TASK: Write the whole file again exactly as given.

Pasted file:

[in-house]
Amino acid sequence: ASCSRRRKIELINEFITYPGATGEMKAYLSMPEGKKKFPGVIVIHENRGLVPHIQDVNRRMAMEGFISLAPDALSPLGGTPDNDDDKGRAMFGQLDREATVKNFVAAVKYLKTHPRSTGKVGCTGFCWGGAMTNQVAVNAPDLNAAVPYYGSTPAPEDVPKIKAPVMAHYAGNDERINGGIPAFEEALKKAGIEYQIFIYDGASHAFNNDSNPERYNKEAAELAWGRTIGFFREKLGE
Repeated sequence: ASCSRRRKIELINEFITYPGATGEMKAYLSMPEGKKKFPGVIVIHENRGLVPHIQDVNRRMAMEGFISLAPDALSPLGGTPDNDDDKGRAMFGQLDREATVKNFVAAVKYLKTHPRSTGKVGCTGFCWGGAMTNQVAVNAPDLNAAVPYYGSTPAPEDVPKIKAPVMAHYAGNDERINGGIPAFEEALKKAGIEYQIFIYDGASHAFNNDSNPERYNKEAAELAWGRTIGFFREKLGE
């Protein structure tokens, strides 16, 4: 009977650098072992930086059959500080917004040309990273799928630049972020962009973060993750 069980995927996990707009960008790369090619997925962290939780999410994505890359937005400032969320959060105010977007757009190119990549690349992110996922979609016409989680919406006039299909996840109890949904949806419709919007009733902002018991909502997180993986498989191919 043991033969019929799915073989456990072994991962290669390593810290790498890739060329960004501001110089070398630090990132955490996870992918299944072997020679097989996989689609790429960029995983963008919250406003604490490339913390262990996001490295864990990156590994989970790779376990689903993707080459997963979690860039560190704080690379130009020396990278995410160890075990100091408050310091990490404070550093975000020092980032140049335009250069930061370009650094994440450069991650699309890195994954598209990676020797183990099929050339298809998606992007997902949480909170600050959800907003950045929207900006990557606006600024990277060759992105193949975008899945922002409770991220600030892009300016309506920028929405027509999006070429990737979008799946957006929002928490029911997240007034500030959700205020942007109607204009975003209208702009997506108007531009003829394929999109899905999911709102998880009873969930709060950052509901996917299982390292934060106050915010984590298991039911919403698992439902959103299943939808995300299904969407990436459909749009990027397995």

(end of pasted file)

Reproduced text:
[in-house]
Amino acid sequence: ASCSRRRKIELINEFITYPGATGEMKAYLSMPEGKKKFPGVIVIHENRGLVPHIQDVNRRMAMEGFISLAPDALSPLGGTPDNDDDKGRAMFGQLDREATVKNFVAAVKYLKTHPRSTGKVGCTGFCWGGAMTNQVAVNAPDLNAAVPYYGSTPAPEDVPKIKAPVMAHYAGNDERINGGIPAFEEALKKAGIEYQIFIYDGASHAFNNDSNPERYNKEAAELAWGRTIGFFREKLGE
Repeated sequence: ASCSRRRKIELINEFITYPGATGEMKAYLSMPEGKKKFPGVIVIHENRGLVPHIQDVNRRMAMEGFISLAPDALSPLGGTPDNDDDKGRAMFGQLDREATVKNFVAAVKYLKTHPRSTGKVGCTGFCWGGAMTNQVAVNAPDLNAAVPYYGSTPAPEDVPKIKAPVMAHYAGNDERINGGIPAFEEALKKAGIEYQIFIYDGASHAFNNDSNPERYNKEAAELAWGRTIGFFREKLGE
């Protein structure tokens, strides 16, 4: 009977650098072992930086059959500080917004040309990273799928630049972020962009973060993750 069980995927996990707009960008790369090619997925962290939780999410994505890359937005400032969320959060105010977007757009190119990549690349992110996922979609016409989680919406006039299909996840109890949904949806419709919007009733902002018991909502997180993986498989191919 043991033969019929799915073989456990072994991962290669390593810290790498890739060329960004501001110089070398630090990132955490996870992918299944072997020679097989996989689609790429960029995983963008919250406003604490490339913390262990996001490295864990990156590994989970790779376990689903993707080459997963979690860039560190704080690379130009020396990278995410160890075990100091408050310091990490404070550093975000020092980032140049335009250069930061370009650094994440450069991650699309890195994954598209990676020797183990099929050339298809998606992007997902949480909170600050959800907003950045929207900006990557606006600024990277060759992105193949975008899945922002409770991220600030892009300016309506920028929405027509999006070429990737979008799946957006929002928490029911997240007034500030959700205020942007109607204009975003209208702009997506108007531009003829394929999109899905999911709102998880009873969930709060950052509901996917299982390292934060106050915010984590298991039911919403698992439902959103299943939808995300299904969407990436459909749009990027397995």